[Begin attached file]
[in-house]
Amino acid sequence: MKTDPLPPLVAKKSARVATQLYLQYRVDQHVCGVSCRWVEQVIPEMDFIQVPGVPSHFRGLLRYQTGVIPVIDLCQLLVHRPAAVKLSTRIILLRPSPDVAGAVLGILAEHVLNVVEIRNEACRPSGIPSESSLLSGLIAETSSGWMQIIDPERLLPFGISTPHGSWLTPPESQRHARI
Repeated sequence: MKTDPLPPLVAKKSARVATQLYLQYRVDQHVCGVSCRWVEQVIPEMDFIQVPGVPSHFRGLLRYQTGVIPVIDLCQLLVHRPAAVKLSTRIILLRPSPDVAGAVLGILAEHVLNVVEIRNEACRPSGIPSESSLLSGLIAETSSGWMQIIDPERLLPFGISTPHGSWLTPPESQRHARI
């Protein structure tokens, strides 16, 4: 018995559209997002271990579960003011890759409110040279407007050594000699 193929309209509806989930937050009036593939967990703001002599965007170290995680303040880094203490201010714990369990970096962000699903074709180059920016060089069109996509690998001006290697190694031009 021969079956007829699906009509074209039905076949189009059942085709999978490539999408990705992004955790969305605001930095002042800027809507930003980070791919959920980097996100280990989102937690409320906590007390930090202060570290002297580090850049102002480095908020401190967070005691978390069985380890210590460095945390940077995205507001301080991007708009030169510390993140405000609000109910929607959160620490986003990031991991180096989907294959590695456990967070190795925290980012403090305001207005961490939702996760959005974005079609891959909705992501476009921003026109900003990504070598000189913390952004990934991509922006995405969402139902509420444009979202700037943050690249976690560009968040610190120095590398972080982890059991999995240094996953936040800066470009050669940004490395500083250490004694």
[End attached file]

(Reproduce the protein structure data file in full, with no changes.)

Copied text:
[in-house]
Amino acid sequence: MKTDPLPPLVAKKSARVATQLYLQYRVDQHVCGVSCRWVEQVIPEMDFIQVPGVPSHFRGLLRYQTGVIPVIDLCQLLVHRPAAVKLSTRIILLRPSPDVAGAVLGILAEHVLNVVEIRNEACRPSGIPSESSLLSGLIAETSSGWMQIIDPERLLPFGISTPHGSWLTPPESQRHARI
Repeated sequence: MKTDPLPPLVAKKSARVATQLYLQYRVDQHVCGVSCRWVEQVIPEMDFIQVPGVPSHFRGLLRYQTGVIPVIDLCQLLVHRPAAVKLSTRIILLRPSPDVAGAVLGILAEHVLNVVEIRNEACRPSGIPSESSLLSGLIAETSSGWMQIIDPERLLPFGISTPHGSWLTPPESQRHARI
């Protein structure tokens, strides 16, 4: 018995559209997002271990579960003011890759409110040279407007050594000699 193929309209509806989930937050009036593939967990703001002599965007170290995680303040880094203490201010714990369990970096962000699903074709180059920016060089069109996509690998001006290697190694031009 021969079956007829699906009509074209039905076949189009059942085709999978490539999408990705992004955790969305605001930095002042800027809507930003980070791919959920980097996100280990989102937690409320906590007390930090202060570290002297580090850049102002480095908020401190967070005691978390069985380890210590460095945390940077995205507001301080991007708009030169510390993140405000609000109910929607959160620490986003990031991991180096989907294959590695456990967070190795925290980012403090305001207005961490939702996760959005974005079609891959909705992501476009921003026109900003990504070598000189913390952004990934991509922006995405969402139902509420444009979202700037943050690249976690560009968040610190120095590398972080982890059991999995240094996953936040800066470009050669940004490395500083250490004694």